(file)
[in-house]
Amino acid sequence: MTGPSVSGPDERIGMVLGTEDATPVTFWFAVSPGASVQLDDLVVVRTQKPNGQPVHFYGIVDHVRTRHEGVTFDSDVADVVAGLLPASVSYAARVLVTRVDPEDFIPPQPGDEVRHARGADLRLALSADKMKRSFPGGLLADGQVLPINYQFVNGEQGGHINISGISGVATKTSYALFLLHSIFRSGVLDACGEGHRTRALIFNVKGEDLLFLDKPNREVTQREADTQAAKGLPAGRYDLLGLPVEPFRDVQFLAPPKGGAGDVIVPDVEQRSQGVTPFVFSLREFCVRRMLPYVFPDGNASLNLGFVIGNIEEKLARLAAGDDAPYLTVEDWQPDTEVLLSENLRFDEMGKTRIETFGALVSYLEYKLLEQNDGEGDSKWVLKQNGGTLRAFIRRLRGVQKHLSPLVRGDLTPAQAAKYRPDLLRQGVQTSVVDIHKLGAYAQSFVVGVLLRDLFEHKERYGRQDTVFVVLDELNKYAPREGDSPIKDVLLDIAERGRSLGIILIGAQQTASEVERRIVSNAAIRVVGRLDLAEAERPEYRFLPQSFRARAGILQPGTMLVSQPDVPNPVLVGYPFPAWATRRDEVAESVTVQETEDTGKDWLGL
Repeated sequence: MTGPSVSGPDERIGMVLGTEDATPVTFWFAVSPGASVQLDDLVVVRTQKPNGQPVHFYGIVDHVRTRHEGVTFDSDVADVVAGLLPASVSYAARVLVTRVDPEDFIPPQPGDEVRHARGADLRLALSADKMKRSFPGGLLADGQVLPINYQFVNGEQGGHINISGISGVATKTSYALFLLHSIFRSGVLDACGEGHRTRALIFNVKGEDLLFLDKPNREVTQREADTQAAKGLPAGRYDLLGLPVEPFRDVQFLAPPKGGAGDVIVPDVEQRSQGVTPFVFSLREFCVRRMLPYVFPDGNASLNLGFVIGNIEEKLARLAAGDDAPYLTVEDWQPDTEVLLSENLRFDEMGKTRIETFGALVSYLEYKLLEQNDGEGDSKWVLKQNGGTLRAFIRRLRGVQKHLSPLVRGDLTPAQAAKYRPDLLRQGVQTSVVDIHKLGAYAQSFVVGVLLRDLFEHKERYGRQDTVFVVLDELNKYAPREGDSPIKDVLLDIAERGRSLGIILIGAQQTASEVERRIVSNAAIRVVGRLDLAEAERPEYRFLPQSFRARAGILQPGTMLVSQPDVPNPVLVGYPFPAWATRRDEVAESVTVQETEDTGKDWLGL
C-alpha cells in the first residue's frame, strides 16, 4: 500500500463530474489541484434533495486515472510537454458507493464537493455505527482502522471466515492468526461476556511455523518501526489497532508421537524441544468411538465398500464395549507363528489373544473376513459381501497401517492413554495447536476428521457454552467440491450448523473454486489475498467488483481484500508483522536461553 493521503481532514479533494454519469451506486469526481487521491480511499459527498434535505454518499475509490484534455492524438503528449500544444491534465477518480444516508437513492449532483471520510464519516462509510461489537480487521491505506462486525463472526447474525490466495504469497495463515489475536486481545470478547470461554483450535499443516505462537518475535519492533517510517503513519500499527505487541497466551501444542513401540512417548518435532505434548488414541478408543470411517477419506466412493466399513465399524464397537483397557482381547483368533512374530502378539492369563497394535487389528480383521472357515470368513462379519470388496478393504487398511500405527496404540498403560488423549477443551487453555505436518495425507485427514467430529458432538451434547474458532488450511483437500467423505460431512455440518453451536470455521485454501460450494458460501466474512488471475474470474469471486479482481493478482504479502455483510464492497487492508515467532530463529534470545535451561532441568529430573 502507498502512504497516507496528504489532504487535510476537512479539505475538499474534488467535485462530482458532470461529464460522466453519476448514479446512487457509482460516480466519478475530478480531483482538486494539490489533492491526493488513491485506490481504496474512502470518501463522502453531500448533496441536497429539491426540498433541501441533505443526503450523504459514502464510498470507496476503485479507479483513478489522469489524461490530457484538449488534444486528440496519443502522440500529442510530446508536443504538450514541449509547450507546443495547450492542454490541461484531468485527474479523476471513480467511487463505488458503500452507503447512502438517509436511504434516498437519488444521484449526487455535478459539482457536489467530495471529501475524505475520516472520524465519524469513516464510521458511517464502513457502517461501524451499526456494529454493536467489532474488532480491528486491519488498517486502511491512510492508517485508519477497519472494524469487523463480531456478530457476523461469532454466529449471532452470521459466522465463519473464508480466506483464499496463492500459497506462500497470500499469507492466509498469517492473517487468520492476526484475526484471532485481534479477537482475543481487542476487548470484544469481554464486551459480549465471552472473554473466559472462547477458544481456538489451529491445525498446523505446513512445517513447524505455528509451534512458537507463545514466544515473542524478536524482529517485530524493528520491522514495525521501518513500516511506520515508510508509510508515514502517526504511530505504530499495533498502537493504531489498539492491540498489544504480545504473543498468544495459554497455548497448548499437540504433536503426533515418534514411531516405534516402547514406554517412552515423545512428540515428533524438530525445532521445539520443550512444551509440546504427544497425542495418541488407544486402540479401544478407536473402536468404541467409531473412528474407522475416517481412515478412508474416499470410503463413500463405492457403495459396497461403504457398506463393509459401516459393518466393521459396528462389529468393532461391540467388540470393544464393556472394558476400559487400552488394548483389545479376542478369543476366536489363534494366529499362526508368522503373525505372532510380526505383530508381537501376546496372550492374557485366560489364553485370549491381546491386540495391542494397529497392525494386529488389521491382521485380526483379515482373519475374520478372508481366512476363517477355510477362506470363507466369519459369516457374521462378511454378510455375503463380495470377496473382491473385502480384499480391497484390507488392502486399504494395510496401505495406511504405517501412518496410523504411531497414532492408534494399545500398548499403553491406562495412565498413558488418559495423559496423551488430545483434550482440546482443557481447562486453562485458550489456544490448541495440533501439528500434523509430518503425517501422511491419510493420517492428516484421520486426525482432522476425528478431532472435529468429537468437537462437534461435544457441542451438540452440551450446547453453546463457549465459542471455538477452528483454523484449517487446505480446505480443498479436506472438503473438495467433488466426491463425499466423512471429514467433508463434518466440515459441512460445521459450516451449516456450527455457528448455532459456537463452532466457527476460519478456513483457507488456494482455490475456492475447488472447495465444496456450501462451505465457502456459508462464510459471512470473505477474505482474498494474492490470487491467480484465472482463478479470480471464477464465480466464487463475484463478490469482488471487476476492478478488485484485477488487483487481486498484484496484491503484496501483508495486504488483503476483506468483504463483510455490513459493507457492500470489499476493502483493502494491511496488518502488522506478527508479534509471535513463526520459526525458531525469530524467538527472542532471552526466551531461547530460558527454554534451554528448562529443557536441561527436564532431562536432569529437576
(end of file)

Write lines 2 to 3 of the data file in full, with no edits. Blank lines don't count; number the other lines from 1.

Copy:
Amino acid sequence: MTGPSVSGPDERIGMVLGTEDATPVTFWFAVSPGASVQLDDLVVVRTQKPNGQPVHFYGIVDHVRTRHEGVTFDSDVADVVAGLLPASVSYAARVLVTRVDPEDFIPPQPGDEVRHARGADLRLALSADKMKRSFPGGLLADGQVLPINYQFVNGEQGGHINISGISGVATKTSYALFLLHSIFRSGVLDACGEGHRTRALIFNVKGEDLLFLDKPNREVTQREADTQAAKGLPAGRYDLLGLPVEPFRDVQFLAPPKGGAGDVIVPDVEQRSQGVTPFVFSLREFCVRRMLPYVFPDGNASLNLGFVIGNIEEKLARLAAGDDAPYLTVEDWQPDTEVLLSENLRFDEMGKTRIETFGALVSYLEYKLLEQNDGEGDSKWVLKQNGGTLRAFIRRLRGVQKHLSPLVRGDLTPAQAAKYRPDLLRQGVQTSVVDIHKLGAYAQSFVVGVLLRDLFEHKERYGRQDTVFVVLDELNKYAPREGDSPIKDVLLDIAERGRSLGIILIGAQQTASEVERRIVSNAAIRVVGRLDLAEAERPEYRFLPQSFRARAGILQPGTMLVSQPDVPNPVLVGYPFPAWATRRDEVAESVTVQETEDTGKDWLGL
Repeated sequence: MTGPSVSGPDERIGMVLGTEDATPVTFWFAVSPGASVQLDDLVVVRTQKPNGQPVHFYGIVDHVRTRHEGVTFDSDVADVVAGLLPASVSYAARVLVTRVDPEDFIPPQPGDEVRHARGADLRLALSADKMKRSFPGGLLADGQVLPINYQFVNGEQGGHINISGISGVATKTSYALFLLHSIFRSGVLDACGEGHRTRALIFNVKGEDLLFLDKPNREVTQREADTQAAKGLPAGRYDLLGLPVEPFRDVQFLAPPKGGAGDVIVPDVEQRSQGVTPFVFSLREFCVRRMLPYVFPDGNASLNLGFVIGNIEEKLARLAAGDDAPYLTVEDWQPDTEVLLSENLRFDEMGKTRIETFGALVSYLEYKLLEQNDGEGDSKWVLKQNGGTLRAFIRRLRGVQKHLSPLVRGDLTPAQAAKYRPDLLRQGVQTSVVDIHKLGAYAQSFVVGVLLRDLFEHKERYGRQDTVFVVLDELNKYAPREGDSPIKDVLLDIAERGRSLGIILIGAQQTASEVERRIVSNAAIRVVGRLDLAEAERPEYRFLPQSFRARAGILQPGTMLVSQPDVPNPVLVGYPFPAWATRRDEVAESVTVQETEDTGKDWLGL